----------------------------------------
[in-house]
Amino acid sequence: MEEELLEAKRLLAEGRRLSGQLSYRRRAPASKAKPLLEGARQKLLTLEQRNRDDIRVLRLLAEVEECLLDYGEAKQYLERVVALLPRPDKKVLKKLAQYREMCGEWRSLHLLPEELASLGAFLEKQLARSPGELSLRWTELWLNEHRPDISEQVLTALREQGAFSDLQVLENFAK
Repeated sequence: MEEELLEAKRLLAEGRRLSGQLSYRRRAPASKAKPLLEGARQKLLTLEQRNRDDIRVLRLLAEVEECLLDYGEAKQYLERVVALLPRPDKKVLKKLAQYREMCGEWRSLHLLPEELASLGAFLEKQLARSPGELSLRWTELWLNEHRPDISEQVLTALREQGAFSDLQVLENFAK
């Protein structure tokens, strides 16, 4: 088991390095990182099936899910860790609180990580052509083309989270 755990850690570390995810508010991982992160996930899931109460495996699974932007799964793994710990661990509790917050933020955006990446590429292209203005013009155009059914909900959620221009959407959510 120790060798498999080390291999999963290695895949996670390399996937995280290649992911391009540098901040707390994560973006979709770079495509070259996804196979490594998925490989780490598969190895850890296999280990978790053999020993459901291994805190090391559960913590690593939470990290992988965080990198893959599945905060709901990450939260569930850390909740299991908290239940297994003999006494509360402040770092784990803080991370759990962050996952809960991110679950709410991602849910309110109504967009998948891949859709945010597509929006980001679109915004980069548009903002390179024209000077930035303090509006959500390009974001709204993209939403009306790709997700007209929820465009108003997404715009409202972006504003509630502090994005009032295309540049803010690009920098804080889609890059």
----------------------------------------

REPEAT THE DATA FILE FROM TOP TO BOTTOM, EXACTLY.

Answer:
[in-house]
Amino acid sequence: MEEELLEAKRLLAEGRRLSGQLSYRRRAPASKAKPLLEGARQKLLTLEQRNRDDIRVLRLLAEVEECLLDYGEAKQYLERVVALLPRPDKKVLKKLAQYREMCGEWRSLHLLPEELASLGAFLEKQLARSPGELSLRWTELWLNEHRPDISEQVLTALREQGAFSDLQVLENFAK
Repeated sequence: MEEELLEAKRLLAEGRRLSGQLSYRRRAPASKAKPLLEGARQKLLTLEQRNRDDIRVLRLLAEVEECLLDYGEAKQYLERVVALLPRPDKKVLKKLAQYREMCGEWRSLHLLPEELASLGAFLEKQLARSPGELSLRWTELWLNEHRPDISEQVLTALREQGAFSDLQVLENFAK
């Protein structure tokens, strides 16, 4: 088991390095990182099936899910860790609180990580052509083309989270 755990850690570390995810508010991982992160996930899931109460495996699974932007799964793994710990661990509790917050933020955006990446590429292209203005013009155009059914909900959620221009959407959510 120790060798498999080390291999999963290695895949996670390399996937995280290649992911391009540098901040707390994560973006979709770079495509070259996804196979490594998925490989780490598969190895850890296999280990978790053999020993459901291994805190090391559960913590690593939470990290992988965080990198893959599945905060709901990450939260569930850390909740299991908290239940297994003999006494509360402040770092784990803080991370759990962050996952809960991110679950709410991602849910309110109504967009998948891949859709945010597509929006980001679109915004980069548009903002390179024209000077930035303090509006959500390009974001709204993209939403009306790709997700007209929820465009108003997404715009409202972006504003509630502090994005009032295309540049803010690009920098804080889609890059």